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      Update on lactose malabsorption and intolerance: pathogenesis, diagnosis and clinical management

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          Abstract

          Lactose is the main source of calories in milk, an essential nutriedigestion, patients with visceral hypersensitivity nt in infancy and a key part of the diet in populations that maintain the ability to digest this disaccharide in adulthood. Lactase deficiency (LD) is the failure to express the enzyme that hydrolyses lactose into galactose and glucose in the small intestine. The genetic mechanism of lactase persistence in adult Caucasians is mediated by a single C→T nucleotide polymorphism at the LCTbo −13’910 locus on chromosome-2. Lactose malabsorption (LM) refers to any cause of failure to digest and/or absorb lactose in the small intestine. This includes primary genetic and also secondary LD due to infection or other conditions that affect the mucosal integrity of the small bowel. Lactose intolerance (LI) is defined as the onset of abdominal symptoms such as abdominal pain, bloating and diarrhoea after lactose ingestion by an individual with LM. The likelihood of LI depends on the lactose dose, lactase expression and the intestinal microbiome. Independent of lactose digestion, patients with visceral hypersensitivity associated with anxiety or the Irritable Bowel Syndrome (IBS) are at increased risk of the condition. Diagnostic investigations available to diagnose LM and LI include genetic, endoscopic and physiological tests. The association between self-reported LI, objective findings and clinical outcome of dietary intervention is variable. Treatment of LI can include low-lactose diet, lactase supplementation and, potentially, colonic adaptation by prebiotics. The clinical outcome of these treatments is modest, because lactose is just one of a number of poorly absorbed carbohydrates which can cause symptoms by similar mechanisms.

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          Most cited references 61

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          Self-reported food-related gastrointestinal symptoms in IBS are common and associated with more severe symptoms and reduced quality of life.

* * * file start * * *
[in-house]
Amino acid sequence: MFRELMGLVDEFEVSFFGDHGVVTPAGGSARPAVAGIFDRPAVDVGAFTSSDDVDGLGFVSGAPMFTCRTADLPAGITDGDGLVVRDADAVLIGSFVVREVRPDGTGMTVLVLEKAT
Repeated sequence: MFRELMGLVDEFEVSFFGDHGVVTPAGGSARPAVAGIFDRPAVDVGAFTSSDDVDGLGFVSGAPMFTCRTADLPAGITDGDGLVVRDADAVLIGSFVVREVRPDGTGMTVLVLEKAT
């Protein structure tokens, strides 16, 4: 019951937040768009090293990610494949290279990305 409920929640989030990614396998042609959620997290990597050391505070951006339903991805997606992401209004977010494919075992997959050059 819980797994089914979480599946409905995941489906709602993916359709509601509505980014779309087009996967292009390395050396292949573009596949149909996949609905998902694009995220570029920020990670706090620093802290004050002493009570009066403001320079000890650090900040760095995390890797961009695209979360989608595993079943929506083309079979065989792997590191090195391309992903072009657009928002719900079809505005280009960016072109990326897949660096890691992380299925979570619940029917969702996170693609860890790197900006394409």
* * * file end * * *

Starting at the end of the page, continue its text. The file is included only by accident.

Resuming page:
Despite the fact that food and diet are central issues, that concern patients with irritable bowel syndrome (IBS), the current understanding about the association between the intake of certain foods/food groups and the gastrointestinal (GI) symptom pattern, psychological symptoms, and quality of life is poor. The aim of this study was to determine which food groups and specific food items IBS patients report causing GI symptoms, and to investigate the association with GI and psychological symptoms and quality of life. We included 197 IBS patients (mean age 35 (18-72) years; 142 female subjects) who completed a food questionnaire in which they specified symptoms from 56 different food items or food groups relevant to food intolerance/allergy. The patients also completed questionnaires to assess depression and general anxiety (Hospital Anxiety and Depression), GI-specific anxiety (Visceral Sensitivity Index), IBS symptoms (IBS-Severity Scoring System), somatic symptoms (Patient Health Questionnaire-15), and quality of life (Irritable Bowel Syndrome Quality of Life Questionnaire). In all, 84% of the studied population reported symptoms related to at least one of the food items surveyed. Symptoms related to intake of food items with incompletely absorbed carbohydrates were noted in 138 (70%) patients; the most common were dairy products (49%), beans/lentils (36%), apple (28%), flour (24%), and plum (23%). Of these, 58% experienced GI symptoms from foods rich in biogenic amines, such as wine/beer (31%), salami (22%), and cheese (20%). Histamine-releasing foods, such as milk (43%), wine/beer (31%), and pork (21%), were also considered causes of symptoms in IBS patients. GI symptoms were also frequently reported after intake of fried and fatty foods (52%). With increasing IBS symptom severity, patients reported more food items responsible for their GI symptoms (P=0.004), and this was also found in patients with more severe somatic symptoms (P<0.0001). Women tended to report more food items causing symptoms than men (P=0.06). A high number of food items causing GI symptoms was also associated with reduced quality of life and this was significant for the following domains: sleep (r=-0.25; P=0.001), energy (r=-0.21; P=0.005), food (r=-0.29; P<0.001), social functioning (r=-0.23; P=0.001), and physical status (r=-0.16; P<0.05). However, the number of food items reported to provoke GI symptoms was unrelated to body mass index, age, IBS subtype, anxiety, depression, or GI-specific anxiety. The majority of IBS patients believe that certain food items are important triggers of their GI symptoms. This is especially true for foods containing carbohydrates and fat, and also may be relevant for histamine-releasing food items and foods rich in biogenic amines. Self-reported food intolerance is associated with high symptom burden and reduced quality of life.